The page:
People dream, engineers design, investors invest, and then someone has the bright idea to have someone run the numbers and do the market research at which point they find out blimps are less efficient than existing transport methods and the enterprise falls apart until the next convincing dreamer pops up to start the cycle over again.
 
2022-06-26 5:45:58 PM  

NBSV: If you could science fiction a way to float all the cargo without needing a huge gas bag that would be wonderful. But, the sheer size of the lifting body to carry that much weight makes them not a really good idea.


Oh, I totally agree.

I did a lot of research into Zeppelins because my great-grandfather was a fairly wealthy industrialist in Berlin in the 1930s. His company made pressure cookers and other steel ware that was on display at the "Century of Progress" in Chicago: https://en.wikipedia.org/wiki/Century_of_Progress

He supposedly wanted to book passage on a Zeppelin across the Atlantic but found they were sold out. He was a man who was always fascinated with technology and wanted to have or try "the latest things" and apparently he was wealthy enough to book a ticket on a trans-atlantic air ship.

Anyways, the Zeppelins existed as a form of travel for the wealthy when airline travel was dangerous or impossible to go some places. The Boeing 314 Clipper hadn't yet been invented so there wasn't reliable air travel across oceans. Everyone traveled on ocean liners and the wealthiest people could get a ticket on a Zeppelin and travel in some form of luxury. You got to have a sleeping cabin for multiple nights, a lounge and dining room where good meals were served prepared by on-board chefs, and even a smoking lounge. You could send messages via wireless telegraph to conduct business or correspondence with family via telegram.

I was always amazed that the crew of these airships was about double the count of passengers. The number of crew that it took to operate Zeppelins was huge as you needed officers, engineering staff (to maintain and operate engines), regular maintenance and deckhands for stuff like flight controls and helping with mooring tasks, and then a purser and other crew to look after passengers. The kitchen required a chef and assistants, and then waiters if they weren't the same crew as doing other tasks. Crew accommodations were basically hammocks strung along walkways above the passenger compartment, in the engineering backbone of the Zeppelins where the crew could transit between lifting gas cells. It was certainly sparse and crew was either on duty or sleeping. You were there for days of the trip so your hygiene was basically a towel bath from a sink or bucket.

Still, all this was a huge investment that only benefitted and paid off for the wealthy in the world. It just wasn't available to regular people and still isn't.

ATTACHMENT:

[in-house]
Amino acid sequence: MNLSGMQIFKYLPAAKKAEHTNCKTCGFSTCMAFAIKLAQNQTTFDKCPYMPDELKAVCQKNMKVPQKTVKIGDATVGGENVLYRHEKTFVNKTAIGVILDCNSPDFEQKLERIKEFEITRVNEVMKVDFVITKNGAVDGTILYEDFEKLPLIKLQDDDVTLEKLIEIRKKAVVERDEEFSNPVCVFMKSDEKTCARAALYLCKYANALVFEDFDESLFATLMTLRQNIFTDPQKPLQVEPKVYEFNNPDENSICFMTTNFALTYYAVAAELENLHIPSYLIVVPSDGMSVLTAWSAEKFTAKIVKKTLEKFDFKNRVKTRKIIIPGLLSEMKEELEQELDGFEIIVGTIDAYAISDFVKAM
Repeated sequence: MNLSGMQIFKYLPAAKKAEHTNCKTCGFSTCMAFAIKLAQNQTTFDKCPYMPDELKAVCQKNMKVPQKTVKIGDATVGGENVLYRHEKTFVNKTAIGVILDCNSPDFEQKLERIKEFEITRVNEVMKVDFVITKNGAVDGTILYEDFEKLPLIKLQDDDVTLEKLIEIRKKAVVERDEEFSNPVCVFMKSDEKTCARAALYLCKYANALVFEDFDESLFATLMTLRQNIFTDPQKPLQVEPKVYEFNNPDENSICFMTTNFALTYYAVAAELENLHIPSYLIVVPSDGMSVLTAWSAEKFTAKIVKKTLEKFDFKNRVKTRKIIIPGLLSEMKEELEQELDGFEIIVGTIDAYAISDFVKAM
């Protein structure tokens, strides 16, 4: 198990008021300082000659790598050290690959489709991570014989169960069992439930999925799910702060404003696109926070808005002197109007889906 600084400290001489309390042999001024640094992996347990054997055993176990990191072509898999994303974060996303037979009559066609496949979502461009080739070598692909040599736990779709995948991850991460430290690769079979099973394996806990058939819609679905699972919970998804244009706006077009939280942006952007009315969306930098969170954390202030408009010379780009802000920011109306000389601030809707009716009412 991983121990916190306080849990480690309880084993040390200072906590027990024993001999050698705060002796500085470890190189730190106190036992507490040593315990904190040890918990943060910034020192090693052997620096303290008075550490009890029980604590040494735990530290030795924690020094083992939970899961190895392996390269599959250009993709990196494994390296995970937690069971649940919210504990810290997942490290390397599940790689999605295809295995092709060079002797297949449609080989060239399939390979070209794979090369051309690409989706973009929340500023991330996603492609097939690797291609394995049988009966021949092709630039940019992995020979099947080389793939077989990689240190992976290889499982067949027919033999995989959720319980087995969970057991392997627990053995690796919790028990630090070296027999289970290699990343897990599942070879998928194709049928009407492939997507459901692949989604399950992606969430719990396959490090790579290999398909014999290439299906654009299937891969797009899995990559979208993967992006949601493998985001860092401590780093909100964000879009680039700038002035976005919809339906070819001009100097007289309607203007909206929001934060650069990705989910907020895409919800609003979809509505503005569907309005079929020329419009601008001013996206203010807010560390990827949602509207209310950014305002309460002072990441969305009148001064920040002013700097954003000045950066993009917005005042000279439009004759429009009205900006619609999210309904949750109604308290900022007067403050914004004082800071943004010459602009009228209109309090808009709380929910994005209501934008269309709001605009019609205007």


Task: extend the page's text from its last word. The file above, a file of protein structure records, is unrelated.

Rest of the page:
2022-06-26 5:48:37 PM  

Unsung_Hero: People dream, engineers design, investors invest, and then someone has the bright idea to have someone run the numbers and do the market research at which point they find out blimps are less efficient than existing transport methods and the enterprise falls apart until the next convincing dreamer pops up to start the cycle over again.


It's always some sales pitch about how cargo can be transported somewhere and it's a better use of resources, less greenhouse gas emissions, blah blah. All this has to ignore the massive transportation networks that already exist and compete at low prices, and they have the ability to get goods somewhere pretty fast.
 
2022-06-26 5:56:09 PM  

chitownmike: Mouser: fastfxr: ImpendingCynic: Stop farking wasting helium we can't replace.

I don't think they use helium.

The alternative, using hydrogen, is less than optimal.

[Fark user image 425x347]


Goodyear?
 
2022-06-26 6:25:35 PM  

Tom Marvolo Bombadil: [encrypted-tbn0.gstatic.com image 339x149]


I'd rather fly on an uncut blimp then a cut one. I mean really nip the tip is not what you want to hear when your high up in the air.
 
2022-06-26 6:38:25 PM  

EvilEgg: [i.pinimg.com image 500x282]

/oblig


tyty, came in here for ^^^this!

Archer Does Not Understand Blimps
Youtube KsjQZ2eXTxE
 
2022-06-26 6:42:56 PM  

maxheck: Ivo Shandor: Those alpha emitters do not replenish reservoirs on a human timescale.

Neither does petroleum, but helium's been at it for a lot longer.

When people talk about a helium shortage, they're talking about a shortage of helium that is *cheap*, not that we can't meet demand.


isn't He one of the few (only?) elements that can escape the atmosphere? plus afaik there are literally zero ways of synthesizing it.

/best get to mining the moon or whatever
 
2022-06-26 6:48:49 PM  

King Something: maxheck: ImpendingCynic: Stop farking wasting helium we can't replace.

Ever seen a natural gas flare? There's usually a lot of helium in it. There's plenty of helium and always will be as long as there are alpha-radiating elements in the earth, it's just not profitable to collect it. Re-price it and we will suddenly have a glut.

A glut of helium? Are you mad?

You say this as if helium is the second-most abundant element in the universe.


Working conditions in the Solar helium mines are rather hot.  No one wants that job.
 
2022-06-26 6:53:00 PM  
I've been reading articles since the 1990s about how airships are about to make a comeback for transporting goods...
 
2022-06-26 7:32:31 PM